Home » Courses » Online Degrees vs Traditional Degrees: 8 Differences Explained

Online Degrees vs Traditional Degrees: 8 Differences Explained

5th May 2016 Posted by: Amy Murnan

IT’S no secret – online degrees are huge. They are rising in popularity around the world, and fast. Their accessibility and flexible learning options make them attractive for all kinds of people, from mature students looking for a career change to young people daunted by extortionate university fees. Some even predict that online courses could revolutionise how higher education works, maybe superseding the traditional degree completely.

But, despite their appeal, online degrees are very different from the real university experience. These differences might seem minor in the fact of student debt, but they are still important things to consider when choosing the course that is right for you. Here are the main differences between online and traditional degrees that you need to know.

Online Degrees

Flexibility: many online degrees allow you to study at intervals that suit you and your schedule. This is ideal if you have a part time job, a family or other commitments that stop you from leaving home right now. Some courses, like those provided at the Open University in the UK, are designed to give you enough time to complete your course at a pace that suits you.

Price: a real, accredited online degree will be roughly the same price as the on-campus version when it comes to tuition fees, but being able to complete it from home has one big advantage: fewer living expenses. You won’t need to move out of your family home, pay for rent or bills, or travel costs to and from lectures. That’s less student debt, and more money to spend on your actual education.

Choice: the adaptability of online degrees works both ways. If a course you want to study isn’t available at your nearest university, it’s no problem – you can study degrees delivered from the other side of the country. Of course, the sheer amount of choice can be confusing, but if you want to study something niche then an online degree can be a great way to do so.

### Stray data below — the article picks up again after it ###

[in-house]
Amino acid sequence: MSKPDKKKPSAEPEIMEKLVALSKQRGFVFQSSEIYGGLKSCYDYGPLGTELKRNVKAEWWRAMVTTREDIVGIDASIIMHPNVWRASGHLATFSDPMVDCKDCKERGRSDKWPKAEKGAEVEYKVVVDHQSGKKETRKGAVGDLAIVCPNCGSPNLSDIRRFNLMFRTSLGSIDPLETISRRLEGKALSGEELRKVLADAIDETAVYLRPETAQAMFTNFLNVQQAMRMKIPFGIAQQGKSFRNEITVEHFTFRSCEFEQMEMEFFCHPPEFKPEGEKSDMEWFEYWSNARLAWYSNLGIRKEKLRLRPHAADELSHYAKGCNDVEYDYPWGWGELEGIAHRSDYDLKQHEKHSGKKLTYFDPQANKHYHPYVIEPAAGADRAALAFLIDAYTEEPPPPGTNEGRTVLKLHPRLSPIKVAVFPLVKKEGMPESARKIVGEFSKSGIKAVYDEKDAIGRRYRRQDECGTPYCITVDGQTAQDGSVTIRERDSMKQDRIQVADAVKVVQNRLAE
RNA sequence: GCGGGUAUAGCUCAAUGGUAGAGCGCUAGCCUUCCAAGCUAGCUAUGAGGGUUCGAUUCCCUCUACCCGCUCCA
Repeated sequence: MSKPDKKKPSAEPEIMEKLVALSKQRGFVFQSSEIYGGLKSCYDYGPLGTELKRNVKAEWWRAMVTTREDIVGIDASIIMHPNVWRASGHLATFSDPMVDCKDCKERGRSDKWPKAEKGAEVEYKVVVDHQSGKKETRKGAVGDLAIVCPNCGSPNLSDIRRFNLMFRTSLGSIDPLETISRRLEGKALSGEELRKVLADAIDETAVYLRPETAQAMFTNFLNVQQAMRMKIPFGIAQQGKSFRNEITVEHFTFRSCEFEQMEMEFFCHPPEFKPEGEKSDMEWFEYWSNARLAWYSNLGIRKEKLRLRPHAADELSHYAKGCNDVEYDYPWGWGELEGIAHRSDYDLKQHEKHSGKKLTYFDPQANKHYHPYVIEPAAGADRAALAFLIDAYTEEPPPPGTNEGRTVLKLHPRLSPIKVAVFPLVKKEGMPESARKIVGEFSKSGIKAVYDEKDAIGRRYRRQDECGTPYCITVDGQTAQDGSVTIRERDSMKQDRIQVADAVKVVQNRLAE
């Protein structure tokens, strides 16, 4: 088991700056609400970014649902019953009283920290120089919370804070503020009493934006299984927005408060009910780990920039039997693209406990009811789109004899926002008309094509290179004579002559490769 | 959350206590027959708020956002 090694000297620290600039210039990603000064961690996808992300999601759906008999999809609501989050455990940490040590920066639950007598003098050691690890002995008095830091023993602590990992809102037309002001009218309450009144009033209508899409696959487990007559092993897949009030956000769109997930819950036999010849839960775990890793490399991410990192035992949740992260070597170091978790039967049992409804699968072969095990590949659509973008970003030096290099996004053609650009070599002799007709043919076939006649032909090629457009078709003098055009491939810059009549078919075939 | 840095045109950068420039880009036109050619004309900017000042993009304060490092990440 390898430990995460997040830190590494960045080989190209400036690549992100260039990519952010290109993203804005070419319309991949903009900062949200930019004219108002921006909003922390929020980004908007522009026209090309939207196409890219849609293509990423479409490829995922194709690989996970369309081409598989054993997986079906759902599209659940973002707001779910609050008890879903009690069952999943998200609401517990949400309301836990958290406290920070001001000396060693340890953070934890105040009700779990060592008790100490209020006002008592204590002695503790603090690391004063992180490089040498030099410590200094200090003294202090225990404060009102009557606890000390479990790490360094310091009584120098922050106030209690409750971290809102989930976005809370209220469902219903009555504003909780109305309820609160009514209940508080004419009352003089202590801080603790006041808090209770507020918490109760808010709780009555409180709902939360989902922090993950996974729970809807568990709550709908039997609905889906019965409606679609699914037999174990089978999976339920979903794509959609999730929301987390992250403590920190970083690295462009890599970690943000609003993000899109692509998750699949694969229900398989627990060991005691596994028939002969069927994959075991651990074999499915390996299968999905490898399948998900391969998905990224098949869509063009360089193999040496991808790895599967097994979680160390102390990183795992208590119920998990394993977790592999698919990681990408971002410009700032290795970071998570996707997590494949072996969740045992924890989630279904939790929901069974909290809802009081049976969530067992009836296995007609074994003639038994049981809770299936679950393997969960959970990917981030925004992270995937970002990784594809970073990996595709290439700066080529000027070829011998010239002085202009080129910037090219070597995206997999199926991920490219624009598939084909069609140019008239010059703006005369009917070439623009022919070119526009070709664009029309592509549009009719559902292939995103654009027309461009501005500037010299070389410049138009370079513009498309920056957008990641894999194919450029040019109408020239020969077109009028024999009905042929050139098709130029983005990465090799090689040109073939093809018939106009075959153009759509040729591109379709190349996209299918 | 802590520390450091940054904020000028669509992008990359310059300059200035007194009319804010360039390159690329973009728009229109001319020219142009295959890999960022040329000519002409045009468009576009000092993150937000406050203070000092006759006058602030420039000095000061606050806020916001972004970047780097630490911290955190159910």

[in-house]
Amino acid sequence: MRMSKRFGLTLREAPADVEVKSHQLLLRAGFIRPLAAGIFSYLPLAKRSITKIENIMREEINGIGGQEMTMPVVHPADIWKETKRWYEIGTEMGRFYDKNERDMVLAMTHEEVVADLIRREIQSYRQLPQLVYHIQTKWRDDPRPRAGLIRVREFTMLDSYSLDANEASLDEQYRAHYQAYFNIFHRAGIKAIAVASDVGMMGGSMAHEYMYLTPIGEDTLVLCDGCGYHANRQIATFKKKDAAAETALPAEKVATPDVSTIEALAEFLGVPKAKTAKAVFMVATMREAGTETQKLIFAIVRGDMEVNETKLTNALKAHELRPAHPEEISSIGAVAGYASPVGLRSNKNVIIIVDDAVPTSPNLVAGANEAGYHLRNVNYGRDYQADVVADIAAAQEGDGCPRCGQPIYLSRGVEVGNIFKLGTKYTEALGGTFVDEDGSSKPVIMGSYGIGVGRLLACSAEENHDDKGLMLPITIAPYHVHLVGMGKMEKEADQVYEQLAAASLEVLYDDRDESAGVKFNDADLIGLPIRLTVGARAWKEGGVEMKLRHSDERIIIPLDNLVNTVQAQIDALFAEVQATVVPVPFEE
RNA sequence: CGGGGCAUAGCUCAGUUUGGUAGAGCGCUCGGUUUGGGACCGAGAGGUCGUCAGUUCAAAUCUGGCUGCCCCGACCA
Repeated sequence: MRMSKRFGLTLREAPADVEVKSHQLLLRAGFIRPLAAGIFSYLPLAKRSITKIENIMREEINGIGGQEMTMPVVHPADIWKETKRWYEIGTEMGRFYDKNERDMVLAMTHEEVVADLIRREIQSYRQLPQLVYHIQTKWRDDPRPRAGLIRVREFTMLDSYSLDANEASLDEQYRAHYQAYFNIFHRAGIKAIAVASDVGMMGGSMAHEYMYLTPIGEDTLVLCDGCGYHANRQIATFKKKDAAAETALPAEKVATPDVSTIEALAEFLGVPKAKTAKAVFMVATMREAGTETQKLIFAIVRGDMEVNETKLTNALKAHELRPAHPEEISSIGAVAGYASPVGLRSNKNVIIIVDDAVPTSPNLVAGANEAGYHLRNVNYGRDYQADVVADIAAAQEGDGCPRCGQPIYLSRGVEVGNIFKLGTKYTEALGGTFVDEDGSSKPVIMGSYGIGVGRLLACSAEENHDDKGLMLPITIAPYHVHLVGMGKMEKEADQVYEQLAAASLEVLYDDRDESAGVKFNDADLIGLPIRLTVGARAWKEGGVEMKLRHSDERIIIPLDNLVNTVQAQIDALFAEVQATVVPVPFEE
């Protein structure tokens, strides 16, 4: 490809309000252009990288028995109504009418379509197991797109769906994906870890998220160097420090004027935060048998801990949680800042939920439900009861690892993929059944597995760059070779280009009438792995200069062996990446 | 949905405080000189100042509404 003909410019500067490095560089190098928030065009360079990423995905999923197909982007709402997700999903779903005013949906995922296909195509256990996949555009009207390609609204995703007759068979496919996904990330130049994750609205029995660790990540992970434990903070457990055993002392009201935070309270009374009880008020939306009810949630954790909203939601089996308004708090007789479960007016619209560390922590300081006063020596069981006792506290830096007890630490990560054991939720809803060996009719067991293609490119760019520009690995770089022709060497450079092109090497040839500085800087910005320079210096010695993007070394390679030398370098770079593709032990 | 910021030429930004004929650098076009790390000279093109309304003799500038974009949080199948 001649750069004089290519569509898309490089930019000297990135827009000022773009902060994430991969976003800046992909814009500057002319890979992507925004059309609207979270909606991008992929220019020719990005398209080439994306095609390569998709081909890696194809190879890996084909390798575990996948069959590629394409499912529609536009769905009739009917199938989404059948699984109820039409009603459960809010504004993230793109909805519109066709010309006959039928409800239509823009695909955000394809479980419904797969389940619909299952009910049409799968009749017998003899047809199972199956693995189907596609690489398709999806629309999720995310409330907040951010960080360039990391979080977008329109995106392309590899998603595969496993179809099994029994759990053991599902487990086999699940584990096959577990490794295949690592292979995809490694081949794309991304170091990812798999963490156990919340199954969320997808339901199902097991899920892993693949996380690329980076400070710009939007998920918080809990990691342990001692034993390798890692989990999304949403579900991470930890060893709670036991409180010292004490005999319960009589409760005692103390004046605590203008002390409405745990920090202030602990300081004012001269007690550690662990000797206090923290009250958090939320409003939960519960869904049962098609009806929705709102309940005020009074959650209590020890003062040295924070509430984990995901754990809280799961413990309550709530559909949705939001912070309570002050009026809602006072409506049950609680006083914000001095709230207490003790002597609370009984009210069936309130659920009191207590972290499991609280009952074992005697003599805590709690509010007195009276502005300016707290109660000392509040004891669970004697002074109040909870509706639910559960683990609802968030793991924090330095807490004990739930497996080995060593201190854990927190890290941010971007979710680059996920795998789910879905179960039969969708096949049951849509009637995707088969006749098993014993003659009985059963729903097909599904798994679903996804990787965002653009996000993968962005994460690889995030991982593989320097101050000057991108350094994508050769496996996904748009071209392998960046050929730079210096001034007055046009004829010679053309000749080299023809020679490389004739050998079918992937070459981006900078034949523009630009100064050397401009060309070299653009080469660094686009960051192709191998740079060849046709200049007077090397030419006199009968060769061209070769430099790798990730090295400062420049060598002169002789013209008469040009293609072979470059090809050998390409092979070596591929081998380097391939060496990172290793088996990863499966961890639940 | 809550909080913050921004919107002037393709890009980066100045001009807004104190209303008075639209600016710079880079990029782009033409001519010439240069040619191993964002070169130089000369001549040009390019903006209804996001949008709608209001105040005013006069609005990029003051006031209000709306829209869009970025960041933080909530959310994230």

Here's a great TED Talk on the power of online education and how it helps people:

Traditional Degrees

Support and feedback: online degrees have come a long way in providing reliable support and feedback, but can it compare to being able to speak to your professors face-to-face? Perhaps not: data from 2015 shows that students of online courses are less likely to complete their degree than those studying on campus. Whether this is down to the degrees themselves or the commitment of the students is debatable, but it’s definitely something to bear in mind – especially if you find it difficult to stay focused at home.

Resources: there are some things you simply can’t study at home. Maybe you need specialist equipment, tools or materials to really become an expert on your chosen subject. Maybe you’re a budding doctor, dentist or engineer. Or, maybe you’d simply rather not pay for all those books and journals yourself. In any case, universities have a host of top-notch resources for you to use that you typically can’t find off campus.

Language learning: if you want to brush up on a second (or third) language, then sitting at home isn’t the most immersive approach. Going and studying in a place that speaks the language you want to learn will give you the chance to learn much more. Additionally, many large universities have free language learning resources you can’t get at home. For someone who needs to brush up on their English (fast becoming the language of business worldwide), or who simply wants to soak up another culture, this has to be a consideration when choosing between online and traditional degrees.

Independence: perhaps one of the biggest things young people in particular miss out on by studying online degrees is the opportunity to move away from home. This might sound unimportant, but actually it forms what is, for many people, one of the most valuable parts of the university experience. Students who study abroad, in particular, learn life skills like adaptability, resilience and initiative that are difficult (though not impossible) to get when you’re attending lectures from your own home. To use an oft-quoted cliché, it pushes you out of your ‘comfort zone’.

Social life:  Similarly, studying by yourself at home for hours on end can isolate you from another aspect of the university experience: making friends. This isn’t a huge drawback for some people, but if the idea of studying in the quiet with no one to talk to sounds like your idea of a nightmare, an online degree isn’t going to be the best option for you. A group environment can be very motivating, helping you see things from a different perspective or get help when you’re stuck.

Which do you prefer – traditional or online learning? If it’s the former, check out our Universities page, where you can find the right degree course for you.


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